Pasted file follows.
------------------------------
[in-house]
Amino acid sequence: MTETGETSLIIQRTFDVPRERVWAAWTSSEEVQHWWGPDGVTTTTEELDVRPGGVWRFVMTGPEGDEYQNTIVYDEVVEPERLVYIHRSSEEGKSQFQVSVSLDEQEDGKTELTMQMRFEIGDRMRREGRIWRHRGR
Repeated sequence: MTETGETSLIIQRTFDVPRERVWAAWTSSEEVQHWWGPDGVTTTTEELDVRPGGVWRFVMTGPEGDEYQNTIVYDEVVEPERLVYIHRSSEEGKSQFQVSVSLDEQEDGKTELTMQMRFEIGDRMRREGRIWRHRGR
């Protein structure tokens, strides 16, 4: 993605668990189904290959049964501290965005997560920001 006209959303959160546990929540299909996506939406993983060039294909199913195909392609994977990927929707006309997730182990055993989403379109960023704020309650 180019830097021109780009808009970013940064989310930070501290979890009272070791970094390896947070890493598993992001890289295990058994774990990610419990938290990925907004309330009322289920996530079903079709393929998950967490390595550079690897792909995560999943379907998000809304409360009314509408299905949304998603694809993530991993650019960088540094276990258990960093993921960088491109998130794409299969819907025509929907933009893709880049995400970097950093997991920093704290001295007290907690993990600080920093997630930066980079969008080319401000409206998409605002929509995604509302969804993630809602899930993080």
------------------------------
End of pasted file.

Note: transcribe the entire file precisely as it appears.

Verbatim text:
[in-house]
Amino acid sequence: MTETGETSLIIQRTFDVPRERVWAAWTSSEEVQHWWGPDGVTTTTEELDVRPGGVWRFVMTGPEGDEYQNTIVYDEVVEPERLVYIHRSSEEGKSQFQVSVSLDEQEDGKTELTMQMRFEIGDRMRREGRIWRHRGR
Repeated sequence: MTETGETSLIIQRTFDVPRERVWAAWTSSEEVQHWWGPDGVTTTTEELDVRPGGVWRFVMTGPEGDEYQNTIVYDEVVEPERLVYIHRSSEEGKSQFQVSVSLDEQEDGKTELTMQMRFEIGDRMRREGRIWRHRGR
């Protein structure tokens, strides 16, 4: 993605668990189904290959049964501290965005997560920001 006209959303959160546990929540299909996506939406993983060039294909199913195909392609994977990927929707006309997730182990055993989403379109960023704020309650 180019830097021109780009808009970013940064989310930070501290979890009272070791970094390896947070890493598993992001890289295990058994774990990610419990938290990925907004309330009322289920996530079903079709393929998950967490390595550079690897792909995560999943379907998000809304409360009314509408299905949304998603694809993530991993650019960088540094276990258990960093993921960088491109998130794409299969819907025509929907933009893709880049995400970097950093997991920093704290001295007290907690993990600080920093997630930066980079969008080319401000409206998409605002929509995604509302969804993630809602899930993080």